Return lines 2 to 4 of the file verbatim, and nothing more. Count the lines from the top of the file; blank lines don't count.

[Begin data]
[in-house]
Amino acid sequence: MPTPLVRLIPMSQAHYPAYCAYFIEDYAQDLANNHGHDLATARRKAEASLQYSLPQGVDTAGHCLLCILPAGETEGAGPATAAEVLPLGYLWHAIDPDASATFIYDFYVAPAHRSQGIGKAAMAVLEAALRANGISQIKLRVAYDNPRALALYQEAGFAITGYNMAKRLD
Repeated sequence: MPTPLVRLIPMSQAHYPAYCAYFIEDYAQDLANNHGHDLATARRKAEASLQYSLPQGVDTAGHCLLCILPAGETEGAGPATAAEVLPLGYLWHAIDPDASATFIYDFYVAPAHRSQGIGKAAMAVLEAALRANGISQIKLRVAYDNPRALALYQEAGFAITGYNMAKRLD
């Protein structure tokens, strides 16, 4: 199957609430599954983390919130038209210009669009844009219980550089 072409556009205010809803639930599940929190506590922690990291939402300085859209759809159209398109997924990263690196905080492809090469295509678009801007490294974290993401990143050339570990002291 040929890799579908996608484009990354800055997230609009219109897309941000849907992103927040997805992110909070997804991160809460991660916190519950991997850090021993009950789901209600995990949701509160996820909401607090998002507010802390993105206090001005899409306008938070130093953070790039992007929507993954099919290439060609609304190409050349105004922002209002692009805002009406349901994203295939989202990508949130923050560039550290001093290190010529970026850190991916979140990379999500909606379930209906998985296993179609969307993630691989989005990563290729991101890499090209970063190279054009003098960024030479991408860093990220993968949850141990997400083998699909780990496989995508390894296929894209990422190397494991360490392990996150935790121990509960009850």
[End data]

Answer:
Amino acid sequence: MPTPLVRLIPMSQAHYPAYCAYFIEDYAQDLANNHGHDLATARRKAEASLQYSLPQGVDTAGHCLLCILPAGETEGAGPATAAEVLPLGYLWHAIDPDASATFIYDFYVAPAHRSQGIGKAAMAVLEAALRANGISQIKLRVAYDNPRALALYQEAGFAITGYNMAKRLD
Repeated sequence: MPTPLVRLIPMSQAHYPAYCAYFIEDYAQDLANNHGHDLATARRKAEASLQYSLPQGVDTAGHCLLCILPAGETEGAGPATAAEVLPLGYLWHAIDPDASATFIYDFYVAPAHRSQGIGKAAMAVLEAALRANGISQIKLRVAYDNPRALALYQEAGFAITGYNMAKRLD
């Protein structure tokens, strides 16, 4: 199957609430599954983390919130038209210009669009844009219980550089 072409556009205010809803639930599940929190506590922690990291939402300085859209759809159209398109997924990263690196905080492809090469295509678009801007490294974290993401990143050339570990002291 040929890799579908996608484009990354800055997230609009219109897309941000849907992103927040997805992110909070997804991160809460991660916190519950991997850090021993009950789901209600995990949701509160996820909401607090998002507010802390993105206090001005899409306008938070130093953070790039992007929507993954099919290439060609609304190409050349105004922002209002692009805002009406349901994203295939989202990508949130923050560039550290001093290190010529970026850190991916979140990379999500909606379930209906998985296993179609969307993630691989989005990563290729991101890499090209970063190279054009003098960024030479991408860093990220993968949850141990997400083998699909780990496989995508390894296929894209990422190397494991360490392990996150935790121990509960009850």